Now in its third week, the NRM MPs’ campaign to promote President Museveni sole candidacy for 2016 continues to be marred by bumps in western, central and eastern Uganda.
But the quarrels are not about the merits or demerits of resolutions made by MPs in February; they are mostly caused by wrangling over the Shs 4m each constituency MP got per sub-county.
With most meetings appearing to endorse the MPs’ decision on Museveni, attention has turned to the money. It was rejected in the western district of Kanungu, home of Prime Minister and NRM Secretary General Amama Mbabazi.
In Busoga, meanwhile, one fight over money was at Nakalama sub-county headquarters in Iganga district. Some rowdy youths disrupted a meeting convened by MPs Milton Muwuma (Kigulu South) and Olivia Kwagala Kabaale (Iganga Woman). The youths grabbed the chairs as they demanded for a share of the money.
“I understand that those youths were mobilized by some woman who is preparing to contest against my woman MP in 2016 to disorganize our meeting because they are not part of the party structures that we were meeting,” Muwuma told The Observer on Monday.
The campaigns have also escalated infighting among party MPs in the district. Muwuma and Kwagala accuse Peter Mugema, the Iganga municipality MP, of fuelling some of the fights at the meetings, an accusation Mugema denies.
On Monday, MPs Isaac Ssejjoba (Bukoto Mid West) and Gertrude Nakabira (Lwengo Woman) had a bitter exchange with the Lwengo district NRM Chairman Hajji Muyanja Mbabaali. The bone of contention was over who should convene the meetings.
Police was on heightened alert as Mbabaali, with an army of about 150 supporters, tried to force their way into the meeting venue at Kingo sub-county headquarters. By 1pm, when party members started arriving, police had taken over the venue, manning all entrances to the hall, allowing in only those who carried invitation letters. Because Bukoto South is an opposition-held constituency, the party tasked Ssejjoba and Nakabira to convene the meetings there, which outraged Mbabaali.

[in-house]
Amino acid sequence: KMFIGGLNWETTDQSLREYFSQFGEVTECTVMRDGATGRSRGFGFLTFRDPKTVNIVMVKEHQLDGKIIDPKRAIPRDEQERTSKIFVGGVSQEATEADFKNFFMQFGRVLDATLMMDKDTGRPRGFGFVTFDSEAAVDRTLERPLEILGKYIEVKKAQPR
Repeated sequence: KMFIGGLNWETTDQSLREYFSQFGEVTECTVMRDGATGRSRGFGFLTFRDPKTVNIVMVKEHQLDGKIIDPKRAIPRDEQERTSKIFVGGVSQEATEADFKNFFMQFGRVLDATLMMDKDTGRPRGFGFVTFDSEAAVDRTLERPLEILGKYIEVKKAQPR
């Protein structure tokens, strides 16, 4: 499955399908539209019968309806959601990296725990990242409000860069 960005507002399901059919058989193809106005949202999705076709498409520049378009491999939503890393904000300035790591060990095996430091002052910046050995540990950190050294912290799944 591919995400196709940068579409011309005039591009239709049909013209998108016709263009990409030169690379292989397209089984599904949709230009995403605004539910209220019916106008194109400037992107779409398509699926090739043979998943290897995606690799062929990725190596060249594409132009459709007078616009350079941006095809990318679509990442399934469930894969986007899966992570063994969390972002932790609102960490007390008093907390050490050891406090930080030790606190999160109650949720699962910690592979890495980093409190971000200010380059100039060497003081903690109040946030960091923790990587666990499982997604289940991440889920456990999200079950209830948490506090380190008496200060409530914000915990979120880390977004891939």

“Chapter 4, Article 17(6) of the NRM Constitution, empowers me as the NRM district chairman to convene all meetings of the party structures; so, what is this meeting that I did not call?” Mbabaali charged.
War of words
A bitter exchange ensued, with Ssejjoba and Nakabira jointly accusing Mbabaali of being ignorant of the law. The MPs reminded Mbabaali that since he was not part of the parliamentary caucus that passed the ‘Museveni 2016’ resolution, the meetings were none of his business. Mbabaali then pleaded for a compromise position, asking the MPs to take the meeting out of the hall, but in vain.
“You have for long been belittling me but I’ll not let this go on anymore,” Nakabira told Mbabaali.
This was the second time in two weeks that meetings in Bukoto South turned chaotic. Both Nakabira and Mbabaali have their eyes set on the seat come the 2016 elections. Mbabaali’s 2011 election as the area MP was nullified by the High court over forged academic documents.
Besides the fights, anger was vented over President Museveni’s unfulfilled pledges. In Buyende district, MPs John Bosco Mubito (Budiope West) and Veronica Babirye Kadogo (Woman representative) were lost for words when asked to explain the president’s dishonoured campaign pledges.
“We can discuss whether to or not endorse your resolution only after you tell us why our party does not keep its promises,” said Godfrey Ludaga at a meeting at Nkondo sub-county on April 27.
The unkept promises include a ferry to connect the district to Teso at Bukungu landing site. The MPs also failed to explain when the president would tarmac the Bukungu – Kamuli road and extend electricity to the district.
At Wankole sub-county in Kamuli district, Buzaaya MP Martin Muzaale was saved by the district NRM chairman, Samuel Bamwoole, who urged the meeting to appreciate the progress on the rehabilitation of the Kamuli-Jinja highway and the establishment of health centres at the sub-county level as part of the achievements to guarantee Museveni another term in office.